Flash Fiction Month 2017, Day 30
“Great Lord Satan! Ruler of Hell! Chap with the really awesome horns and rockin’ goatee! Accept this virgin tribute as a token of our servitude.”
“Yeah,” said Cindi. “About that…”
“Look,” said Arch Anti-Bishop Dave, pulling down his hood. “If you’re going to play the ‘Actually, I’m not a virgin’ card, you can just stop right there. The first thing anyone does in this situation is claim not to be a virgin to avoid getting sacrificed, and I’m telling you now it’s not gonna work.”
“Oh, no, look. I’m not trying to avoid getting sacrificed. Why would I have responded to your Craigslist ad if I was? I’m just saying, you never specified that you needed a virgin, and I’m not sure that I am.”
“How can you not be sure if you’ve had sex?!?”
“Well,” Cindi shrugged, which was awkward on account of hanging upside-down from the ceiling over a portal to Hell. “What counts as sex?”
“You know…” Dave did that “finger going in and out of finger-and-thumb ring” gesture. “Sex.”
“Yeah, obviously, and I’ve never done that. But are there…other things? That would count in this situation?”
Dave narrowed his eyes. “Like what?” Continue reading
Flash Fiction Month 2017, Day 12
Once upon a time, there was a busy and prosperous town. Whitewall was its name, for every building from the mayor’s great house to the shepherds’ simple cottages was built of stone that shone white as snow in the sun. On one side of the town was a deep quarry, whence the stone was taken, and on the other a vast forest with an ancient pool. The town could not expand into the quarry, which was a solid barrier, and would not expand into the forest, which was held sacred, and so as it grew the buildings formed a line against the trees. In this way too, seen from afar, the place resembled a wall all of white.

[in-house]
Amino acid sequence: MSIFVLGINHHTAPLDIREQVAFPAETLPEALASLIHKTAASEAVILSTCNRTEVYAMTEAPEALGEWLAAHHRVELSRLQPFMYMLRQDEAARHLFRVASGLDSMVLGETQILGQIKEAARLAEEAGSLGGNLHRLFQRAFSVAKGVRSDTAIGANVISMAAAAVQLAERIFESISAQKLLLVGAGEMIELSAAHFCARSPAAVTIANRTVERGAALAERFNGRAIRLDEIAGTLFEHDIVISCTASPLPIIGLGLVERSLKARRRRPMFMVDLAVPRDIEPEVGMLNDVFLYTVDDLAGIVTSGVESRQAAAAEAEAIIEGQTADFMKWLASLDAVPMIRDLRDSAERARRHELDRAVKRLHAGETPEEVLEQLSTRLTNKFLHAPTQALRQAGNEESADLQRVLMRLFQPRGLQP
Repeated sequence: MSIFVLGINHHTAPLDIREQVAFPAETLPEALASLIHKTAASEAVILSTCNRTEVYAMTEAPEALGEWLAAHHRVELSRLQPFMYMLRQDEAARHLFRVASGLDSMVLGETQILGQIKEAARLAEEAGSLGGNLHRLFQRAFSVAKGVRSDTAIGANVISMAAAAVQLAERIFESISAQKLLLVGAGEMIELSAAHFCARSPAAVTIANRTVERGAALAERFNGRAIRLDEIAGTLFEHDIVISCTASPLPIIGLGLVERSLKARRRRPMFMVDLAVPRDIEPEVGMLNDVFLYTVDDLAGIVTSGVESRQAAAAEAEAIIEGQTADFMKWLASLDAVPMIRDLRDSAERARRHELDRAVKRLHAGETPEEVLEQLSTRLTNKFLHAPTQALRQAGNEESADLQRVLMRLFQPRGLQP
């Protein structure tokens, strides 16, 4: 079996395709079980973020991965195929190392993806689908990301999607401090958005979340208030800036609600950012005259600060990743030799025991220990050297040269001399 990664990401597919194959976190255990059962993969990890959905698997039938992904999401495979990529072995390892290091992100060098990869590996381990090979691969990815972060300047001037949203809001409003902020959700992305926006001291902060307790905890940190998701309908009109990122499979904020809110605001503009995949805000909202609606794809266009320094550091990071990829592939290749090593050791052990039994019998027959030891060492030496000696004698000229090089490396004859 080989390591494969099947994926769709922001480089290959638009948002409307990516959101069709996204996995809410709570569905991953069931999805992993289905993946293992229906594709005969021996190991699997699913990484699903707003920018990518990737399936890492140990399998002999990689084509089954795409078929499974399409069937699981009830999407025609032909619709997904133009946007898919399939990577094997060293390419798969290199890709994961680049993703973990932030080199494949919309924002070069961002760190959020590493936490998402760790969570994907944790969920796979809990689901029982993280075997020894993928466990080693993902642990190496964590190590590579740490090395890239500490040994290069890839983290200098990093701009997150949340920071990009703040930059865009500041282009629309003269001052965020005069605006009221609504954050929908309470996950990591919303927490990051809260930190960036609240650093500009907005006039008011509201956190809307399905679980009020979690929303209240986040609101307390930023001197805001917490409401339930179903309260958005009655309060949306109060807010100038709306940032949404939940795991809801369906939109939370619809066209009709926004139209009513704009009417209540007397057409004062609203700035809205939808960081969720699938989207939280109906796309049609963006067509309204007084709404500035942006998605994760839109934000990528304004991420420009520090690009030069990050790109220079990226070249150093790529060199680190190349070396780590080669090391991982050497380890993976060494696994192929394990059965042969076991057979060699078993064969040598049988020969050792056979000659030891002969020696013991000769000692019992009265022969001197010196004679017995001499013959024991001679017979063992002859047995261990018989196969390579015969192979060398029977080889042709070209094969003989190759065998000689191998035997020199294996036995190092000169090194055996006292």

But though so constrained, the town grew great, and the quarry still greater, and in time the sound of steel against stone grew loud enough to reach the forest’s pool. In this pool there lived a great worm that had slumbered too long for any to recall that it existed. In days of old, the heathen peoples of that place had revered it as a god, but it grew tired and they forgetful, so that only that vague memory of the pool as holy place remained. But the workmen woke the worm, and the worm remembered.
“Who has woken me from my slumber?” the worm demanded. “Who will serve me in these strange new days?” Continue reading